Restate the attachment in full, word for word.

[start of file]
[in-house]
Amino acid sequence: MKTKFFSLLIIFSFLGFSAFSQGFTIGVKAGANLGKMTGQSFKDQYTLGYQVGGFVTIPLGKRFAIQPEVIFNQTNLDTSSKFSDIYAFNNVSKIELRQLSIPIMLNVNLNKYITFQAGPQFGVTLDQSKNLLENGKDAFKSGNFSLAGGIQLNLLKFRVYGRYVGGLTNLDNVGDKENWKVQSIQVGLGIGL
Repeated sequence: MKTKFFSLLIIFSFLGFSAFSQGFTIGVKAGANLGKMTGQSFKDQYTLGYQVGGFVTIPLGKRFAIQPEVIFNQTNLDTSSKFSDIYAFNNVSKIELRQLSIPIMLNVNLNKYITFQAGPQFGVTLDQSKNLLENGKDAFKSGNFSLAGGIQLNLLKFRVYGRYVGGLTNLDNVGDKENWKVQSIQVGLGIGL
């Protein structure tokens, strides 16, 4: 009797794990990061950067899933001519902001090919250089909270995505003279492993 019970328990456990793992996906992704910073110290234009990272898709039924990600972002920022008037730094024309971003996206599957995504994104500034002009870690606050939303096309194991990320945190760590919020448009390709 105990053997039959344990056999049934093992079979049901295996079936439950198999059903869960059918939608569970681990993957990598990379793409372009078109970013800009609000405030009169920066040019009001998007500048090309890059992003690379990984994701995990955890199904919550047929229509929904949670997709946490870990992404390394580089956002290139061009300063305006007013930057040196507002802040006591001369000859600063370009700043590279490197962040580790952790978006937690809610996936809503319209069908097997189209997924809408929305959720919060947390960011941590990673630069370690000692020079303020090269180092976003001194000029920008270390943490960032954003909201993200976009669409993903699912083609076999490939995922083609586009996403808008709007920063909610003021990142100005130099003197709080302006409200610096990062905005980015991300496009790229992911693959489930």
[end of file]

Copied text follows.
[in-house]
Amino acid sequence: MKTKFFSLLIIFSFLGFSAFSQGFTIGVKAGANLGKMTGQSFKDQYTLGYQVGGFVTIPLGKRFAIQPEVIFNQTNLDTSSKFSDIYAFNNVSKIELRQLSIPIMLNVNLNKYITFQAGPQFGVTLDQSKNLLENGKDAFKSGNFSLAGGIQLNLLKFRVYGRYVGGLTNLDNVGDKENWKVQSIQVGLGIGL
Repeated sequence: MKTKFFSLLIIFSFLGFSAFSQGFTIGVKAGANLGKMTGQSFKDQYTLGYQVGGFVTIPLGKRFAIQPEVIFNQTNLDTSSKFSDIYAFNNVSKIELRQLSIPIMLNVNLNKYITFQAGPQFGVTLDQSKNLLENGKDAFKSGNFSLAGGIQLNLLKFRVYGRYVGGLTNLDNVGDKENWKVQSIQVGLGIGL
């Protein structure tokens, strides 16, 4: 009797794990990061950067899933001519902001090919250089909270995505003279492993 019970328990456990793992996906992704910073110290234009990272898709039924990600972002920022008037730094024309971003996206599957995504994104500034002009870690606050939303096309194991990320945190760590919020448009390709 105990053997039959344990056999049934093992079979049901295996079936439950198999059903869960059918939608569970681990993957990598990379793409372009078109970013800009609000405030009169920066040019009001998007500048090309890059992003690379990984994701995990955890199904919550047929229509929904949670997709946490870990992404390394580089956002290139061009300063305006007013930057040196507002802040006591001369000859600063370009700043590279490197962040580790952790978006937690809610996936809503319209069908097997189209997924809408929305959720919060947390960011941590990673630069370690000692020079303020090269180092976003001194000029920008270390943490960032954003909201993200976009669409993903699912083609076999490939995922083609586009996403808008709007920063909610003021990142100005130099003197709080302006409200610096990062905005980015991300496009790229992911693959489930």